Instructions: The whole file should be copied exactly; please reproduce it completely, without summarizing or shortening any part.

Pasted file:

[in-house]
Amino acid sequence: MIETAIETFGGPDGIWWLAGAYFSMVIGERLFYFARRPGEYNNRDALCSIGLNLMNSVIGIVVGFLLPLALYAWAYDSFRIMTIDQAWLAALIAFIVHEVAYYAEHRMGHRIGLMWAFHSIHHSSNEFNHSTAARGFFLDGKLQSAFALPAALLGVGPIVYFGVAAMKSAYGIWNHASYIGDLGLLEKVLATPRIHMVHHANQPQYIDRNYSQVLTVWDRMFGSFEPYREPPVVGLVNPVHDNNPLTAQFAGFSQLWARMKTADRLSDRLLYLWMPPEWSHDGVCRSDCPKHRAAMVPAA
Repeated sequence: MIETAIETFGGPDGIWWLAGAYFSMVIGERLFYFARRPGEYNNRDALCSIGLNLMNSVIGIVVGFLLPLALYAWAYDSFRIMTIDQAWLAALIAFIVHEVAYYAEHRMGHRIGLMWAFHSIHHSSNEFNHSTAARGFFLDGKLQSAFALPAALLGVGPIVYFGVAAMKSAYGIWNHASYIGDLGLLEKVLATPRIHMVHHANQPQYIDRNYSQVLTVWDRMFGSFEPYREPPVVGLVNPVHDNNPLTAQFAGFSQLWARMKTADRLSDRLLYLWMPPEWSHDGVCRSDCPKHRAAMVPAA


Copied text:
[in-house]
Amino acid sequence: MIETAIETFGGPDGIWWLAGAYFSMVIGERLFYFARRPGEYNNRDALCSIGLNLMNSVIGIVVGFLLPLALYAWAYDSFRIMTIDQAWLAALIAFIVHEVAYYAEHRMGHRIGLMWAFHSIHHSSNEFNHSTAARGFFLDGKLQSAFALPAALLGVGPIVYFGVAAMKSAYGIWNHASYIGDLGLLEKVLATPRIHMVHHANQPQYIDRNYSQVLTVWDRMFGSFEPYREPPVVGLVNPVHDNNPLTAQFAGFSQLWARMKTADRLSDRLLYLWMPPEWSHDGVCRSDCPKHRAAMVPAA
Repeated sequence: MIETAIETFGGPDGIWWLAGAYFSMVIGERLFYFARRPGEYNNRDALCSIGLNLMNSVIGIVVGFLLPLALYAWAYDSFRIMTIDQAWLAALIAFIVHEVAYYAEHRMGHRIGLMWAFHSIHHSSNEFNHSTAARGFFLDGKLQSAFALPAALLGVGPIVYFGVAAMKSAYGIWNHASYIGDLGLLEKVLATPRIHMVHHANQPQYIDRNYSQVLTVWDRMFGSFEPYREPPVVGLVNPVHDNNPLTAQFAGFSQLWARMKTADRLSDRLLYLWMPPEWSHDGVCRSDCPKHRAAMVPAA